Interview: Granville Automatic Find ‘New World’ By Exploring History Through Music
Singer-songwriters Elizabeth Elkins and Vanessa Olivarez, together known as Granville Automatic, know that the history books have myriad stories to stories. In August of 2015, the two artists released their second studio album, An Army Without Music, inspired by lesser-known anecdotes from the Civil War, and, since then, the duo has continued to explore those historical moments and places.
Elkins and Olivarez first wrote together in 2009, often weaving together story songs and occasionally finding inspiration in history.
"I've always been a big fan -- well, not a fan of war, but fascinated with and a student of war," Elkins tells The Boot, "and Vanessa has always loved great stories."
Plans for an entire war-inspired album, however, did not come together until early 2012, when Elkins and Olivarez were accepted into the Escape to Create residency in Seaside, Fla., and spent their month in the program writing what would become An Army Without Music. Rather than focusing on the well-known Civil War moments -- Fort Sumter, Gettysburg, Bull Run, etc. -- Granville Automatic found inspiration in more personal fare: a doctor who tried to save soldiers following the Battle of Perryville, Ky.; a soldier who deserted on the first day of the Battle of Gettysburg; a little girl whose horse was taken by the army; and many more.
Facts such as names, dates and places were, of course, important to Elkins and Olivarez, but the real goal was to find a voice for the subject(s) of each song -- to write "from a slightly sideways perspective," as Elkins puts it. Their other goal was to create historical songs that also contained more universal moments, so that a listener who doesn't know the stories can still related to An Army Without Music.
"When we write any subject on history, we want the chorus, in particular, to feel like it's something that people can relate to their own lives," Elkins notes. "We don't want it to feel like a recounting of an event or anything that feels like boring history. We really do want it to feel like it could apply not only to that situation but to others, and that it's something that's a little bit bigger than just the facts."
However, those who do know the stories -- or those who want to -- are in for a treat. Granville Automatic's website offers up all of the songs' lyrics, as well as their backstories, and while each one is worth discovering, some are extra special. "Salem Church," for example, is of special importance to Elkins, as it is about great-great-great-great-grandfather, George Monroe Fisher, a Salisbury, N.C., resident who enlisted in the Confederate Army, then went AWOL on the first day of the Battle of Gettysburg. Elkins discovered the information while doing genealogy research, "[a]nd it just triggered this thought for me: Well, did this guy leave because he was afraid or -- he left the morning of the battle -- did he know a battle was about to happen, or did he leave simply because he missed his wife? Was it love that led him back, or was it fear?"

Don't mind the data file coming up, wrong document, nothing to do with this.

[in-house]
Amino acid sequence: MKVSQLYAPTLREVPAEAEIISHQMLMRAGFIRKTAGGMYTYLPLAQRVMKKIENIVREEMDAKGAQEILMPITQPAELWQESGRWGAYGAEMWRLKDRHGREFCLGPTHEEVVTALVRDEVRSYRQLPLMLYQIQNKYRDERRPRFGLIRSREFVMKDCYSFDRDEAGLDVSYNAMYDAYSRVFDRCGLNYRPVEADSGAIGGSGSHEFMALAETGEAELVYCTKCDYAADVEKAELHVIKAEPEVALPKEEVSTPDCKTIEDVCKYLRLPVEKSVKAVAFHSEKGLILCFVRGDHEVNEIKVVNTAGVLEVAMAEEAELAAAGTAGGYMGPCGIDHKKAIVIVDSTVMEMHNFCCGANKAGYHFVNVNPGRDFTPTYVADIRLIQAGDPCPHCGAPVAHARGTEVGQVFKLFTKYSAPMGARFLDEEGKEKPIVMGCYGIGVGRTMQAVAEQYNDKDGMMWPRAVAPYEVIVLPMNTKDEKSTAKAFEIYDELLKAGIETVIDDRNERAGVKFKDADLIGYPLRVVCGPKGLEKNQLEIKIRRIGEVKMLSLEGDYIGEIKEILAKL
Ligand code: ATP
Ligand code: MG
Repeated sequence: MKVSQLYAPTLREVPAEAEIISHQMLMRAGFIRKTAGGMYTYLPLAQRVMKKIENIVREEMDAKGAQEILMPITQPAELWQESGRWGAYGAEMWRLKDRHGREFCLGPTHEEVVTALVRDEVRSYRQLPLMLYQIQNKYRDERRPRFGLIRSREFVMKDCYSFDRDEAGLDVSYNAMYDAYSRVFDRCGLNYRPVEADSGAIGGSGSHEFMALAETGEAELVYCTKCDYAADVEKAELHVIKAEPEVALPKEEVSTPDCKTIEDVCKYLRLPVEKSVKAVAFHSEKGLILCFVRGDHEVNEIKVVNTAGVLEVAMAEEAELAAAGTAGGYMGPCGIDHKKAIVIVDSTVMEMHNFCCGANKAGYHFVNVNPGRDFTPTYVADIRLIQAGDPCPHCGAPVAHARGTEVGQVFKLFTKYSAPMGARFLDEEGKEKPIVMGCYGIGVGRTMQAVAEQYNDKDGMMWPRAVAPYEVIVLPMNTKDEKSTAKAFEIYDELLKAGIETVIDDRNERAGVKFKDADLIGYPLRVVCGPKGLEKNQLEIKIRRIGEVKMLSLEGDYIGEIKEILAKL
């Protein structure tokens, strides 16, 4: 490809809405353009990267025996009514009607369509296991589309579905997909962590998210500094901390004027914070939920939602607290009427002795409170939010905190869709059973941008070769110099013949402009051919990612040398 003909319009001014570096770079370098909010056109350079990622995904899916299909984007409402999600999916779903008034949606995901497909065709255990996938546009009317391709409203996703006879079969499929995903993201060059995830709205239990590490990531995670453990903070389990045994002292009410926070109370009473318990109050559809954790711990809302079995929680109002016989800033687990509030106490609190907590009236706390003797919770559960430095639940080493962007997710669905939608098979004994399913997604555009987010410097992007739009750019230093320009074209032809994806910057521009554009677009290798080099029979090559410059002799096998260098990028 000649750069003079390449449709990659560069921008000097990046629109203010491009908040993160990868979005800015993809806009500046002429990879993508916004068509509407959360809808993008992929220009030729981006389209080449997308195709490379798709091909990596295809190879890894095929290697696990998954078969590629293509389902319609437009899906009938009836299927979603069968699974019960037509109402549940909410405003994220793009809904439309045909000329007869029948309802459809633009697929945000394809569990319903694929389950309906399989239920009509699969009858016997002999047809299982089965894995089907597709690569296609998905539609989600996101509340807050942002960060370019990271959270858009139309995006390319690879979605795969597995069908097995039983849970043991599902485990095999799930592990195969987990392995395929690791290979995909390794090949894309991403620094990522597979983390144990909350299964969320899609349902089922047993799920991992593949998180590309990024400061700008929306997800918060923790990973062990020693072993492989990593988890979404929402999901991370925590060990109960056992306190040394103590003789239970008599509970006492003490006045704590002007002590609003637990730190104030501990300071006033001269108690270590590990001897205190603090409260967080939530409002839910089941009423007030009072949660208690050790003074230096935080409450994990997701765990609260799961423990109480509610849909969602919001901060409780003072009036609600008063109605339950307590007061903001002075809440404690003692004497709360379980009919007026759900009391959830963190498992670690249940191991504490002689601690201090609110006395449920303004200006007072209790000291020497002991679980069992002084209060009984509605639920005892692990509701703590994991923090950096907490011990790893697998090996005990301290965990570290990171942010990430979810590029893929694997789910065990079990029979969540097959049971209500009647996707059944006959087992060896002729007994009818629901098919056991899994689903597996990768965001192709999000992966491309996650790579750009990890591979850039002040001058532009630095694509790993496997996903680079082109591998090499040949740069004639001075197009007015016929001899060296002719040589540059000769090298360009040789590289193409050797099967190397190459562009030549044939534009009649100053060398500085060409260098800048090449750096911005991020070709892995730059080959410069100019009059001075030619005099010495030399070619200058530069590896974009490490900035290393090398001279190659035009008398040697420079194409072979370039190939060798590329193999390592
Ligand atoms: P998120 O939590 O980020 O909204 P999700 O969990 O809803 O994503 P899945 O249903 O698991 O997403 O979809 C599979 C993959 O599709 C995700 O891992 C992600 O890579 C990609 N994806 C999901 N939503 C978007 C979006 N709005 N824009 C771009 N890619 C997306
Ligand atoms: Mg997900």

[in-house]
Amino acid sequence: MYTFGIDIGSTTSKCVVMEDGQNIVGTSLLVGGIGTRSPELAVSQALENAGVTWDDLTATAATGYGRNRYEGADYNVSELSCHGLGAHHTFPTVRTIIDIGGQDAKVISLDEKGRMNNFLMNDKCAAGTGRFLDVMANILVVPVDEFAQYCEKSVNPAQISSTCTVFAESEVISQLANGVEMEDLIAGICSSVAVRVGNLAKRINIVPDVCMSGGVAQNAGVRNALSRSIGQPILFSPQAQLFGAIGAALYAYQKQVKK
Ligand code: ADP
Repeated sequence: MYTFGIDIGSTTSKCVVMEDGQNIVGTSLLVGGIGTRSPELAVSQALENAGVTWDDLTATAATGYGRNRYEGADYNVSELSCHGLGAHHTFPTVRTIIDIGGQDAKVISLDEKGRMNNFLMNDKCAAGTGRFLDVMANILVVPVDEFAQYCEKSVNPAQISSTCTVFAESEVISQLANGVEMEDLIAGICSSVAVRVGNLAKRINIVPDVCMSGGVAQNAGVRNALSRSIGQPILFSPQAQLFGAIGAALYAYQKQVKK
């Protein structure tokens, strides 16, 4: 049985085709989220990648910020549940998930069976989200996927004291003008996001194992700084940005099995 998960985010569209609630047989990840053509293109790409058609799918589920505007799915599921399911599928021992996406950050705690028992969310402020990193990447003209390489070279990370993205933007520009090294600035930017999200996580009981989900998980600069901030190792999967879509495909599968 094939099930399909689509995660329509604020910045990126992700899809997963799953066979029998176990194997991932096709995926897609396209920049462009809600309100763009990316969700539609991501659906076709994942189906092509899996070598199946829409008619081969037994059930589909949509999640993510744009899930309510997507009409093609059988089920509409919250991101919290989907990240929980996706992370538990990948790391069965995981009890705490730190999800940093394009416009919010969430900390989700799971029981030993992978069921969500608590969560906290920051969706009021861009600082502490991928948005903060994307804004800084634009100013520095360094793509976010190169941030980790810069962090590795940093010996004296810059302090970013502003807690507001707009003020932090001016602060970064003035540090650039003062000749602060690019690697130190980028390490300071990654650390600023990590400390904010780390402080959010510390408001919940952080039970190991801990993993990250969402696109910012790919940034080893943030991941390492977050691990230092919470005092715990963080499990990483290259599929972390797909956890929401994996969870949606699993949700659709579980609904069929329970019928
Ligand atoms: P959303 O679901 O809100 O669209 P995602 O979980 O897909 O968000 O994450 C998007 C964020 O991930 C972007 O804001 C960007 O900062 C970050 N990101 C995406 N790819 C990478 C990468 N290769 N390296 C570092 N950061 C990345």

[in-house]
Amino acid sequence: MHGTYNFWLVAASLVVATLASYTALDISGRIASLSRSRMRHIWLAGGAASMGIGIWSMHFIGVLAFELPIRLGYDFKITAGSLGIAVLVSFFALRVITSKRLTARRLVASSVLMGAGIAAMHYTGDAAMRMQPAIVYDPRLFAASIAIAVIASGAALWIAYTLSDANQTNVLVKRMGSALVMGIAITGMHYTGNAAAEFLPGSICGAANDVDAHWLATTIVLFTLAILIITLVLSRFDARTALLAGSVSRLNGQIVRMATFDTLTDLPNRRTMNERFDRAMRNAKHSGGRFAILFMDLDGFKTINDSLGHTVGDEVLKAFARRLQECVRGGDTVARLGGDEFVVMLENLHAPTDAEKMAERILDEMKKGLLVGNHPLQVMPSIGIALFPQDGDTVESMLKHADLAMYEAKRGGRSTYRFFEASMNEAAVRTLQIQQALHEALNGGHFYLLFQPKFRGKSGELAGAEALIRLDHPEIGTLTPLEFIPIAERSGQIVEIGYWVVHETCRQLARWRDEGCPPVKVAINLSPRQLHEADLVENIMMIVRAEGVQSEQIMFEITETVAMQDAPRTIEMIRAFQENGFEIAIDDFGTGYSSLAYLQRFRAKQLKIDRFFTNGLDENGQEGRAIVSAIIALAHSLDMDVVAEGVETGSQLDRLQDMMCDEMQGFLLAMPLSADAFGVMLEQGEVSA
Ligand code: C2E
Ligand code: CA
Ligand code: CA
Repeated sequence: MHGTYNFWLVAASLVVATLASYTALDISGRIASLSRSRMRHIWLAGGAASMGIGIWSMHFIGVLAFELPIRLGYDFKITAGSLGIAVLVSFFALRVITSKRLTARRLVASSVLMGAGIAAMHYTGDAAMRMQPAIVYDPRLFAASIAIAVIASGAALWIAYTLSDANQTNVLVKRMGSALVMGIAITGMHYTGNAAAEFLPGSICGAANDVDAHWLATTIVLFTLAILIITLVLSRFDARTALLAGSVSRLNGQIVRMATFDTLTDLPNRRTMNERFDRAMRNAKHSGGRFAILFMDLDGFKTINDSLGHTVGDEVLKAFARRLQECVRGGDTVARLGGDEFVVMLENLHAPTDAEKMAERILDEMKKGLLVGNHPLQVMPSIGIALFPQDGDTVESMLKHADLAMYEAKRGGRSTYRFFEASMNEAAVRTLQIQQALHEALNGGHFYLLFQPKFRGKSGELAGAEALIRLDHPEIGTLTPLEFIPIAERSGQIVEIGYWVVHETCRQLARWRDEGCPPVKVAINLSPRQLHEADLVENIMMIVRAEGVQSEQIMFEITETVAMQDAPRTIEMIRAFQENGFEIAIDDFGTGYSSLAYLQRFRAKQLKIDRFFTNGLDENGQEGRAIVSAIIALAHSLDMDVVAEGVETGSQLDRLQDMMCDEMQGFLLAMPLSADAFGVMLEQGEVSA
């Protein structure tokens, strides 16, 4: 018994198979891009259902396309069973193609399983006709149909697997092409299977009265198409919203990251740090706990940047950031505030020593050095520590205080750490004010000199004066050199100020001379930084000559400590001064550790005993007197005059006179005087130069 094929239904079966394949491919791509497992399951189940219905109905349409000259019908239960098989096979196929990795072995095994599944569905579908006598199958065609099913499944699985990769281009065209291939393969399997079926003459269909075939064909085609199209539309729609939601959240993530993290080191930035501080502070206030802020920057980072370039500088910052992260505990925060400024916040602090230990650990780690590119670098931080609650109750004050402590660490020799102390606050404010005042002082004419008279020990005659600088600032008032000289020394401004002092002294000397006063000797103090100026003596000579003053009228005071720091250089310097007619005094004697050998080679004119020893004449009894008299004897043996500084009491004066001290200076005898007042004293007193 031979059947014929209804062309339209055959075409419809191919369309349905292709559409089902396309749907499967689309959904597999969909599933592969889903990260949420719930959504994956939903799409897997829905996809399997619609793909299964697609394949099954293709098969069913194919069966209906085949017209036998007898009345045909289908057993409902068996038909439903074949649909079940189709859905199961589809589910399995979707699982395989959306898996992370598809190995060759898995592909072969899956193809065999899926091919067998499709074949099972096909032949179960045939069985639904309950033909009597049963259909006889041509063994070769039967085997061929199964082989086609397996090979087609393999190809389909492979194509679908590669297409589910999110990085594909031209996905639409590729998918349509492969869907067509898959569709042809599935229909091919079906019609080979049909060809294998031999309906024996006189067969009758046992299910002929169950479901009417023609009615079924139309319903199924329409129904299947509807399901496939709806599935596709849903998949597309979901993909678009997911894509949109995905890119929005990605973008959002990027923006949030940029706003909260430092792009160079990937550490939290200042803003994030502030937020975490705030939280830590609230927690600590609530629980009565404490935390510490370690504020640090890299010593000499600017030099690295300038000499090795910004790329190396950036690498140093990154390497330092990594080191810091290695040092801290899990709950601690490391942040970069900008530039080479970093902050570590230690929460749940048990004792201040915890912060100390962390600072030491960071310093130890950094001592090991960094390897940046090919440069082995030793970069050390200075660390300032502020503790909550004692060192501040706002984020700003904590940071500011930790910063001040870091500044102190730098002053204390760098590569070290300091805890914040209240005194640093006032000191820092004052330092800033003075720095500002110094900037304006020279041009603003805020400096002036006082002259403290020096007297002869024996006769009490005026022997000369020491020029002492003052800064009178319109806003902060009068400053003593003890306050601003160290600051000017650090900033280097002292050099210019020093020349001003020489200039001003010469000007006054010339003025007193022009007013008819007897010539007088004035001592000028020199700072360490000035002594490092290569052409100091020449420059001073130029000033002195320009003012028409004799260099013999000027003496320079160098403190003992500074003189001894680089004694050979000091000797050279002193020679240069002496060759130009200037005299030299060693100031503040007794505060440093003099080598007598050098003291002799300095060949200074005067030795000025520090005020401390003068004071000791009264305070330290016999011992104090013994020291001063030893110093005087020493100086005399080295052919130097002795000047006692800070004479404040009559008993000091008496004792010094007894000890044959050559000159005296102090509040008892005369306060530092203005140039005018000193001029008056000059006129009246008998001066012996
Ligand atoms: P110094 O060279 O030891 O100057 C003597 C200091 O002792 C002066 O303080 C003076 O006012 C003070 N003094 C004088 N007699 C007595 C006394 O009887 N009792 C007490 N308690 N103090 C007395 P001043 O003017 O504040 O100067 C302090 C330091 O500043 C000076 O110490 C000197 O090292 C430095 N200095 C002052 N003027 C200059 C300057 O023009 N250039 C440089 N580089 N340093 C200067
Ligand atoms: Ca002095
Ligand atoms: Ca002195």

Elkins' favorite song on the album, however, is "Mollie Glass," about a young girl from Alabama whose horse, Di Vernon, was taken by the Jeff Davis Artillery (Confederate) for battle and was killed at the Battle of Fredericksburg. Granville Automatic learned of the story thanks to a man who saw them in concert.
"Horses are a big part of my life. I grew up riding, [and] I had a horse most of my adult life, too," Elkins says. "... Trying to understand what that little girl had felt, and trying to understand what I would feel like myself if an army showed up when i was eight or nine and took my horse ... and then also, I loved trying to figure out what that horse must have felt ... I like the idea of having those two perspectives together."
Olivarez, meanwhile, had a ball writing "Chantilly Grace" from the point of view of a mahogany sideboard that sat in a mansion in Chantilly, Va. The house changed sides throughout the war, but the sideboard was too heavy to move.
"Just the way it came out is stunning ...," Olivarez explains. "That was a story [that], I was really excited when I found it, and I just knew it was perfect for what we do conceptually ... It was something deeper and more interesting, and a story that needed to be told. I felt like I had unlocked some sort of secret garden when I found that."
Elkins and Olivarez have been visiting the locations that inspired each of the songs on An Army Without Music -- which takes its title from a Robert E. Lee quote. Rather than being protected as historical sites, these places are now "ice cream shops, interstates, parking lots, graveyards and Targets," per Granville Automatic's website. They've also filmed a music video for "Goodnight House," the song about the doctor at the Battle of Perryville.
"The way the director saw this song ... he took it almost as a decay-of-modern-society song," Elkins points out. "... It's going to be so different from what you would think a Civil War video would be like."
Granville Automatic are currently working on two albums: The first is based on Olivarez's childhood and contains songs about Texas, but it's less historical than An Army Without Music; however, the second project features tunes inspired by stories of forgotten New York City.
"That's the good thing about writing these stories and historical stuff is, you kind of never run out of ideas ...," Elkins admits. "Sometimes you can feel limited in an idea, sometimes you get a little bit of writer's block ... and this history path has led us just to so many concepts. It's like a whole new world opening up as a songwriter, and it feels really exciting."
An Army Without Music is available for download on iTunes.
Watch Granville Automatic's "Goodnight House" Music Video